Monday, April 07, 2014

Bayt El Suhaymi Area - Cairo 2007


One of the interesting places that I was able to visit in Cairo in 2007 was the Bayt El Suhaymi Area. I've included some links at the bottom of this post which describe this area, and I've borrowed heavily from a post on post titled "Bayt el Suhaymi: The House of Suhaymi, Khal el Khalili, Cairo," by Saif Kamel

Perhaps one of the finest examples of an upper class, private home from 17th century Cairo, the oldest section of this house was built by Abdel Wahab el Tablawy in 1648 C.E. It was later purchased in 1796 by Sheikh Ahmed as-Suhaymi, who extended the original section into neighboring houses that had been built later.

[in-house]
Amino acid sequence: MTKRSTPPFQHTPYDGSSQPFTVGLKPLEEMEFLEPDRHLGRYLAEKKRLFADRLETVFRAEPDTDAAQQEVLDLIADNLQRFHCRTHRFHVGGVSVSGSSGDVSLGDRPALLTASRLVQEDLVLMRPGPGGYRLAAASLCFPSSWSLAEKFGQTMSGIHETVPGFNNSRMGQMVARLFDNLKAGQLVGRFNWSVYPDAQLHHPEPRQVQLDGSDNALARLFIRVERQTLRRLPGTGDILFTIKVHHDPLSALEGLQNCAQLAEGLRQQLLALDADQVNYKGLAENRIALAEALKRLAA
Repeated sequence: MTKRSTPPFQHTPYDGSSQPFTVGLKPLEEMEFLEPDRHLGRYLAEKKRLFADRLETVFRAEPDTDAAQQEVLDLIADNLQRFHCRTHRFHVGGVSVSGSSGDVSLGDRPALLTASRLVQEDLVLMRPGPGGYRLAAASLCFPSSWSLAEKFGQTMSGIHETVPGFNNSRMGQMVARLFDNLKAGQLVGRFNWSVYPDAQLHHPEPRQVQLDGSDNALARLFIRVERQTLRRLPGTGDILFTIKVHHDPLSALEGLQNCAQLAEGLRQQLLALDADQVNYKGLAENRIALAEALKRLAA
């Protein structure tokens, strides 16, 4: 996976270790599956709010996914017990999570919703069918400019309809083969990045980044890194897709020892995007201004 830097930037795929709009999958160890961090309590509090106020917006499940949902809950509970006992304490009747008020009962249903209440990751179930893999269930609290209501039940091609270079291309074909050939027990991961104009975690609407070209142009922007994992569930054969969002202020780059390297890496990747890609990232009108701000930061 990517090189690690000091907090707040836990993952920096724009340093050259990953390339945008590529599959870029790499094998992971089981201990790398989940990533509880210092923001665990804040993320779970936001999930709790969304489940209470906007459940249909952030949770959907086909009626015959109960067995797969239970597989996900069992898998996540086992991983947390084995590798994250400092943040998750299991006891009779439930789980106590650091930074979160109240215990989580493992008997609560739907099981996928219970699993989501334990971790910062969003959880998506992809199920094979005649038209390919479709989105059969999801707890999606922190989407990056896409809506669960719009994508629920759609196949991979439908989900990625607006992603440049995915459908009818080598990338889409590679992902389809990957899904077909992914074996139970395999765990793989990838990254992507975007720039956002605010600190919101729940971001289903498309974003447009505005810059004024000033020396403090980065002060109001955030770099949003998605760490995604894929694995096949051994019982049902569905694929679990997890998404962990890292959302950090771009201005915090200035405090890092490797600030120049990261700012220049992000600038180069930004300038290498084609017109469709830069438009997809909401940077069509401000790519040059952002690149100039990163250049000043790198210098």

The Bayt El Suhaymi Area was restored in 1997, under the auspices of the Arab Fund for Economic Development.



Narrow streets and alleyways create shaded, intimate throughways.

Many rooms of this house feature intricately constructed mashrabeya windows. These allow for a relatively free flow of air within the structure, and protect the privacy the occupants inside while allowing them to look out.

The open courtyard in the center of the house is designed to allow fresh air from outside to ventilate the inner spaces.


One hall has a high, decorated ceiling which serves a functional purpose for the house.

The height of the hall allows warm air to rise toward the ceiling. The warm air is then driven out to the exterior by wind currents, which are harnessed by strategically located wind scoops built into the walls of the upper level.

This design takes full advantage of the prevailing breezes in order to circulate cool air into the rest of the house.